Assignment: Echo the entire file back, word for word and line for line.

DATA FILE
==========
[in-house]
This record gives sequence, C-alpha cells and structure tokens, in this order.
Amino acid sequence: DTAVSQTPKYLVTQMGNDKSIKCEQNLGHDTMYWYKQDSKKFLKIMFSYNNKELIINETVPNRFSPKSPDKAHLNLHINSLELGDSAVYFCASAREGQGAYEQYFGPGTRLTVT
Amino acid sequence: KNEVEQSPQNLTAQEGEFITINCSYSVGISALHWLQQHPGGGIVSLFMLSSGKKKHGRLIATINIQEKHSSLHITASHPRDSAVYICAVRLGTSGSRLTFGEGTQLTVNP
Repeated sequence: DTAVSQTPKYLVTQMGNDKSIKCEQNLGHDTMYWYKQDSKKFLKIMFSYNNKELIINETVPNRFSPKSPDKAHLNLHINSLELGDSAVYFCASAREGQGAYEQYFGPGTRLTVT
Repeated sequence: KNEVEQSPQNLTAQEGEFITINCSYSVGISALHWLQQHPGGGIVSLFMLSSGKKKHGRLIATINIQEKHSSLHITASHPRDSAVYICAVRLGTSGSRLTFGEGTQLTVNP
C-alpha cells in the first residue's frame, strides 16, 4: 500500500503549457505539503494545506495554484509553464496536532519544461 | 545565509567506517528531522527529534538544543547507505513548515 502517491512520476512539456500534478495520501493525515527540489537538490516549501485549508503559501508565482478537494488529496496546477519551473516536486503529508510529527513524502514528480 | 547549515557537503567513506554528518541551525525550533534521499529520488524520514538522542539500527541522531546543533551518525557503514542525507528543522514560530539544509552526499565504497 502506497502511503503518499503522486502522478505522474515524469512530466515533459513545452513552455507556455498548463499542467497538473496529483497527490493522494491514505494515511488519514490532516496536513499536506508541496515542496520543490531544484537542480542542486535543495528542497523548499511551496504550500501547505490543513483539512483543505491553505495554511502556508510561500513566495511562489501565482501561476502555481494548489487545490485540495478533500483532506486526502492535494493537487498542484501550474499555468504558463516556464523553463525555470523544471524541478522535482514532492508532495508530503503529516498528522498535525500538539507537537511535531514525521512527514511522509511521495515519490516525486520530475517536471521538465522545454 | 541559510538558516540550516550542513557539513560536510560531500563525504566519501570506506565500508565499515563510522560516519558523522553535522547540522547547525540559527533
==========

[in-house]
This record gives sequence, C-alpha cells and structure tokens, in this order.
Amino acid sequence: DTAVSQTPKYLVTQMGNDKSIKCEQNLGHDTMYWYKQDSKKFLKIMFSYNNKELIINETVPNRFSPKSPDKAHLNLHINSLELGDSAVYFCASAREGQGAYEQYFGPGTRLTVT
Amino acid sequence: KNEVEQSPQNLTAQEGEFITINCSYSVGISALHWLQQHPGGGIVSLFMLSSGKKKHGRLIATINIQEKHSSLHITASHPRDSAVYICAVRLGTSGSRLTFGEGTQLTVNP
Repeated sequence: DTAVSQTPKYLVTQMGNDKSIKCEQNLGHDTMYWYKQDSKKFLKIMFSYNNKELIINETVPNRFSPKSPDKAHLNLHINSLELGDSAVYFCASAREGQGAYEQYFGPGTRLTVT
Repeated sequence: KNEVEQSPQNLTAQEGEFITINCSYSVGISALHWLQQHPGGGIVSLFMLSSGKKKHGRLIATINIQEKHSSLHITASHPRDSAVYICAVRLGTSGSRLTFGEGTQLTVNP
C-alpha cells in the first residue's frame, strides 16, 4: 500500500503549457505539503494545506495554484509553464496536532519544461 | 545565509567506517528531522527529534538544543547507505513548515 502517491512520476512539456500534478495520501493525515527540489537538490516549501485549508503559501508565482478537494488529496496546477519551473516536486503529508510529527513524502514528480 | 547549515557537503567513506554528518541551525525550533534521499529520488524520514538522542539500527541522531546543533551518525557503514542525507528543522514560530539544509552526499565504497 502506497502511503503518499503522486502522478505522474515524469512530466515533459513545452513552455507556455498548463499542467497538473496529483497527490493522494491514505494515511488519514490532516496536513499536506508541496515542496520543490531544484537542480542542486535543495528542497523548499511551496504550500501547505490543513483539512483543505491553505495554511502556508510561500513566495511562489501565482501561476502555481494548489487545490485540495478533500483532506486526502492535494493537487498542484501550474499555468504558463516556464523553463525555470523544471524541478522535482514532492508532495508530503503529516498528522498535525500538539507537537511535531514525521512527514511522509511521495515519490516525486520530475517536471521538465522545454 | 541559510538558516540550516550542513557539513560536510560531500563525504566519501570506506565500508565499515563510522560516519558523522553535522547540522547547525540559527533